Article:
12. In the pushing-up step, a region longer than the length of the effective region along one axial direction of the lower surface of the blanket is collectively pushed up and from one end of the effective region in the direction orthogonal to the axial direction to the other The pattern forming method according to claim 11 , wherein the push-up position is changed in one direction toward the end.
  13. The pattern forming method according to claim 12 , wherein in the holding step, peripheral edges at both ends in a direction orthogonal to the axial direction of the blanket are held.
  14. In the push-up step, the effective area of the blanket that has been in contact with the object to be processed by being pushed up is in contact with the object to be processed at least until all of the effective area is in contact with the object to be processed. The pattern forming method according to claim 11, wherein the state is maintained.
  15. The pattern formation according to any one of claims 11 to 14, wherein, in the holding step, after the processing object is positioned in a horizontal posture, the blanket is carried below the processing object and is opposed to the processing object. Method.
  16. Any and in the push-up process, the lower surface of the claims 11 to 15 held by abutting the upper surface of the processing object to the lower surface of the plate-shaped member in a flat face having a planar size than the planar size of the processing object The pattern forming method according to claim 1.
JP2013262351A 2013-01-30 2013-12-19 Pattern forming apparatus and pattern forming method Active JP6207997B2 (en)

Priority Applications (3)

Application Number Priority Date Filing Date Title
JP2013016034 2013-01-30
JP2013016034 2013-01-30
JP2013262351A JP6207997B2 (en) 2013-01-30 2013-12-19 Pattern forming apparatus and pattern forming method

Applications Claiming Priority (6)

Application Number Priority Date Filing Date Title
JP2013262351A JP6207997B2 (en) 2013-01-30 2013-12-19 Pattern forming apparatus and pattern forming method
TW103102526A TWI551462B (en) 2013-01-30 2014-01-23 Pattern forming apparatus and pattern forming method
KR1020140010839A KR101636118B1 (en) 2013-01-30 2014-01-28 Pattern forming apparatus and pattern forming method
US14/165,839 US20140210133A1 (en) 2013-01-30 2014-01-28 Pattern forming apparatus and pattern forming method
CN201610539389.6A CN106182726B (en) 2013-01-30 2014-01-29 Patterning device and pattern forming method
CN201410043945.1A CN103963425B (en) 2013-01-30 2014-01-29 Patterning device and pattern formation method

Publications (2)

Publication Number Publication Date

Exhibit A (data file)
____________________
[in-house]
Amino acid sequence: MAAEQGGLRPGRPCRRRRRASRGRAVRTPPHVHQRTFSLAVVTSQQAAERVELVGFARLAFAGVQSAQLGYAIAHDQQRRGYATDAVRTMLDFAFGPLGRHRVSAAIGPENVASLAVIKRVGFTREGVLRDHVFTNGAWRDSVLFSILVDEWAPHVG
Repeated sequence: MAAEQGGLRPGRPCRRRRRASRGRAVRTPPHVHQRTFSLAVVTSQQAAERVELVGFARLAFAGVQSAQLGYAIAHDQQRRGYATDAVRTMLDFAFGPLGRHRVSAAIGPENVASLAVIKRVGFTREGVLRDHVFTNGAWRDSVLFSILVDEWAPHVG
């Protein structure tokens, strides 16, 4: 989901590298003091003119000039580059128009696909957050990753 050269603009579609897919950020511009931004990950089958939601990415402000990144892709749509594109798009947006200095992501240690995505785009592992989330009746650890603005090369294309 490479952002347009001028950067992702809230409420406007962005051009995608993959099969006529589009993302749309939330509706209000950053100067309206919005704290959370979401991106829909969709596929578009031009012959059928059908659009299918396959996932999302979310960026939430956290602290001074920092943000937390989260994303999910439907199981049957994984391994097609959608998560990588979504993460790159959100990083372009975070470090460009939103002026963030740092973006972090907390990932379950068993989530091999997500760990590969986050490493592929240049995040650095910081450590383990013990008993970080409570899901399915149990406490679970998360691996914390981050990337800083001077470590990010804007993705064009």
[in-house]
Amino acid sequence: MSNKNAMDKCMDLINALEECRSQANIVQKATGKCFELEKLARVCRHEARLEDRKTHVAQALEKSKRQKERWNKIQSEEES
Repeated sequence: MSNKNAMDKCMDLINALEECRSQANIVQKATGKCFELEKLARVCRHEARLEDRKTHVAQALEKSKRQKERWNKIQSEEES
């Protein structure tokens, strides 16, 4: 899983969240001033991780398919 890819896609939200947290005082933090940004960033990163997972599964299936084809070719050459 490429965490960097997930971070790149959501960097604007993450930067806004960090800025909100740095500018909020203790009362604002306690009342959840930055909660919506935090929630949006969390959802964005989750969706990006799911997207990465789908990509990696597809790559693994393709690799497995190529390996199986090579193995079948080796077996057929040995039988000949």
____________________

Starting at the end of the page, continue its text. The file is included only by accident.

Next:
JP2014166746A JP2014166746A (en) 2014-09-11
JP6207997B2 true JP6207997B2 (en) 2017-10-04

Family

ID=51222059

Family Applications (1)

Application Number Title Priority Date Filing Date
JP2013262351A Active JP6207997B2 (en) 2013-01-30 2013-12-19 Pattern forming apparatus and pattern forming method

Country Status (5)

Country Link
US (1) US20140210133A1 (en)
JP (1) JP6207997B2 (en)
KR (1) KR101636118B1 (en)
CN (2) CN103963425B (en)
TW (1) TWI551462B (en)

Families Citing this family (10)

* Cited by examiner, † Cited by third party
Publication number Priority date Publication date Assignee Title
JP2013252627A (en) * 2012-06-05 2013-12-19 Sony Corp Printing method and printing apparatus
KR101636119B1 (en) * 2013-02-22 2016-07-04 가부시키가이샤 스크린 홀딩스 Pattern forming apparatus and pattern forming method
JP6208000B2 (en) * 2013-02-22 2017-10-04 株式会社Screenホールディングス Pattern forming apparatus and pattern forming method
TW201616553A (en) * 2014-07-17 2016-05-01 Soken Kagaku Kk Step-and-repeat-type imprinting device and method
JP6553356B2 (en) * 2014-12-26 2019-07-31 株式会社Screenホールディングス Transfer apparatus and transfer method
JP2016132227A (en) * 2015-01-22 2016-07-25 株式会社Screenホールディングス Transfer device and transfer method
CN104797021A (en) * 2015-03-15 2015-07-22 新乡市杰达精密电子器件有限公司 Multi-heating-surface thick film heating body and printing device and technology thereof
JP2016203518A (en) * 2015-04-24 2016-12-08 株式会社Screenホールディングス Flat tabular blanket and transcription method with use of blanket
JP6587124B2 (en) * 2015-06-09 2019-10-09 大日本印刷株式会社 Imprint apparatus and imprint method
CN105235361B (en) * 2015-11-23 2017-10-17 谢成虎 A kind of coining device and printing machine

Family Cites Families (34)

* Cited by examiner, † Cited by third party
Publication number Priority date Publication date Assignee Title
CN1041129A (en) * 1988-09-16 1990-04-11 高技术有限公司 The forming method of thermoplastic sheets
US5217550A (en) * 1990-09-28 1993-06-08 Dai Nippon Printing Co., Ltd Alignment transfer method
JPH07125179A (en) * 1993-10-29 1995-05-16 Toshiba Mach Co Ltd Offset printing method